March 18, 2005
Calling All Liberal Bloggers! Let's work together to save a life! We need you.Topics: Terri Schiavo's Life Counts
Every once in a while there comes along one of those issues that can help to bring people together, for a change. As Ace of Spades has so correctly nailed, Terri's cause just may be one of those. In order to save the life an innocent person, in order to at the very least make an error that is not irreversible, let's please come together and see to it that we help to bring reason and justice to this highly emotional, and what has become highly political, trend-setting case that will affect the lives of disabled and elderly people everywhere. Terri's case has been misinterpreted as a right-to-die case, it's not, it's a right-to-live case, and only her husband claims otherwise, and he may have reasons to want Terri dead.
As Ace describes the husband, "A man who has been involved with another woman for years and has sired children by that woman. A man who was awarded $1.2 million in a malpractice case, and will no longer have to pay any expenses for Terri, other than funeral costs, once she passes. The husband is not what you normally would call a disinterested party. Not generally the sort of witness whose testimony you'd take as the gold standard.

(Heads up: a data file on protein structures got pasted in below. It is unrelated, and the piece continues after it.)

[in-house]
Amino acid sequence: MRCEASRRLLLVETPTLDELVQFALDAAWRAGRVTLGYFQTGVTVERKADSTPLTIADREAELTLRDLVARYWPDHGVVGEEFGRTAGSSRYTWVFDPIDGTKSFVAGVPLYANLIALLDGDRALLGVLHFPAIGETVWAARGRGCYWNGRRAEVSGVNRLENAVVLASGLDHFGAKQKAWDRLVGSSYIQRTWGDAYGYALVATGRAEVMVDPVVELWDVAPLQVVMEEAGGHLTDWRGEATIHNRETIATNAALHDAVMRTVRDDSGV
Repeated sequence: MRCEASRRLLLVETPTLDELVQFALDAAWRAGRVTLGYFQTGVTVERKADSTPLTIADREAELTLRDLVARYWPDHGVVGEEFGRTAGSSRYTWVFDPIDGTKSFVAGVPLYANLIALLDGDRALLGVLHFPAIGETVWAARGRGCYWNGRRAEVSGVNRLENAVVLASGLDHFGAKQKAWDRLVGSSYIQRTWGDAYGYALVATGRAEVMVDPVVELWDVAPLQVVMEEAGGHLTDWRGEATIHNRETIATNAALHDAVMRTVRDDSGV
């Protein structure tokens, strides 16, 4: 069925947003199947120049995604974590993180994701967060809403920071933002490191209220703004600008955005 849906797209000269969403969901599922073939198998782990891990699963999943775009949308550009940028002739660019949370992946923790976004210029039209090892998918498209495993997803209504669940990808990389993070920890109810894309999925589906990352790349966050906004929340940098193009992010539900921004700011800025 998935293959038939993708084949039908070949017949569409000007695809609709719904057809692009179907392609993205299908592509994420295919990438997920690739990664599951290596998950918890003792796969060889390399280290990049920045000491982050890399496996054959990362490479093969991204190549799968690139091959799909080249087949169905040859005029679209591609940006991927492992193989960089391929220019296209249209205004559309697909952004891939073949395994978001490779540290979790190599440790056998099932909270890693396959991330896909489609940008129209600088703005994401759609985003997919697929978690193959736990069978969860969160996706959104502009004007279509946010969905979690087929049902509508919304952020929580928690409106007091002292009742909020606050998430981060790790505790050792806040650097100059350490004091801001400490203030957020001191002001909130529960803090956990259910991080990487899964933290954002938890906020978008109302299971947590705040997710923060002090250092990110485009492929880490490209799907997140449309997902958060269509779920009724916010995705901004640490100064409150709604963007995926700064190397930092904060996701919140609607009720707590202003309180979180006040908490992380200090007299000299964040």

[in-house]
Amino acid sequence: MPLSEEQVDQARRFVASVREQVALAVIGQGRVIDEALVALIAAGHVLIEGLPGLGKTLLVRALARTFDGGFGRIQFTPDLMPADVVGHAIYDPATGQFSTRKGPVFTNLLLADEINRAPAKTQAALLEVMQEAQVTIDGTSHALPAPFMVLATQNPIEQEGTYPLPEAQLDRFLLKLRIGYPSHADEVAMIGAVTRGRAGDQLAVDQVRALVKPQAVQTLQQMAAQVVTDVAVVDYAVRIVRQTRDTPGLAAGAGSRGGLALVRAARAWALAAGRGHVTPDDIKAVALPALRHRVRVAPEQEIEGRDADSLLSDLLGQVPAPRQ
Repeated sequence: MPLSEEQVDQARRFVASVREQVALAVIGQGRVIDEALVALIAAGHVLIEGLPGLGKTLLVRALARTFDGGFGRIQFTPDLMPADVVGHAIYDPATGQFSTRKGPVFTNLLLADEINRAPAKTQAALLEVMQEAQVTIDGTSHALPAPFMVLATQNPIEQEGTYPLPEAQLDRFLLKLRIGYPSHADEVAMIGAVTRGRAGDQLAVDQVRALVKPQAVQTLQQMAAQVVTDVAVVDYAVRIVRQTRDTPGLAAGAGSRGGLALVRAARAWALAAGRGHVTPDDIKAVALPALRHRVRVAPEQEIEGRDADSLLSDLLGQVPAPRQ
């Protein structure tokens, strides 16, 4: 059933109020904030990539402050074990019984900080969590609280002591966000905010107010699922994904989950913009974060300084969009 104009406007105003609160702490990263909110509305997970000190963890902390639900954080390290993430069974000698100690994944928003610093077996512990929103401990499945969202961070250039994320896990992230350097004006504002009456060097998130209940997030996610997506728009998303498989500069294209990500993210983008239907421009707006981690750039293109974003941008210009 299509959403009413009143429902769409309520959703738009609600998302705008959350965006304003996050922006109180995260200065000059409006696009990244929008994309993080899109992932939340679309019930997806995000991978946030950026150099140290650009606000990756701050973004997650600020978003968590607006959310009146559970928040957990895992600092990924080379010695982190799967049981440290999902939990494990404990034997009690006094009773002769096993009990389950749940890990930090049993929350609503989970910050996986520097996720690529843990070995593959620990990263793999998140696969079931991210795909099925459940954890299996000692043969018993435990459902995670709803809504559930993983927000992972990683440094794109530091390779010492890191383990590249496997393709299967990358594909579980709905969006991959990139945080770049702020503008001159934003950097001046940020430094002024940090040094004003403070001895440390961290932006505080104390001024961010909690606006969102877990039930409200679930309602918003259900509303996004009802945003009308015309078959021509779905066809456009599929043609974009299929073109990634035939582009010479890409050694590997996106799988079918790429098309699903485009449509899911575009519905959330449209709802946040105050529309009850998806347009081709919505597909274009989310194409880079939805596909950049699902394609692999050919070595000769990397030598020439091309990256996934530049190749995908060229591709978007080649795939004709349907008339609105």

From Ace of Spades:
Okay, there's a lot of animosity between liberals and conservatives in the blogosphere. But occasionally we do find common cause -- Trent Lott, for example.
I think we can find common cause again. And achieve results. And maybe save a life.
I think many liberals don't much care about the Terri Schiavo matter not because they don't value life, but because they value even more highly an individual's autonomy.
And that's understandable.
And I think further that many liberals assume that Terri Schiavo is just one of many right-to-die cases in which a person's autonomy is being challenged and thwarted by religious righties with an agenda. I think liberals are not really very well acquainted with the case; I think they are, understandably enough, simply putting in into the individual vs the state template, or the individual vs meddling religious righties template, and basing a decision on those templates.
But those templates do not apply here. This is not the typical right-to-die case. Terri Schiavo is not on videotape, as Dr. Kervorkian's clients were, stating clearly her desire and intent to take her own life. She signed no Living Will specifiying that in certain dire medical circumstances she would prefer to be left to die rather than kept alive.
She expressed to no one, even verbally, her general preference to die in dire medical circumstances.
Well-- that last point is actually the whole subject of debate in this case.
Posted by Hyscience at March 18, 2005 11:44 AM
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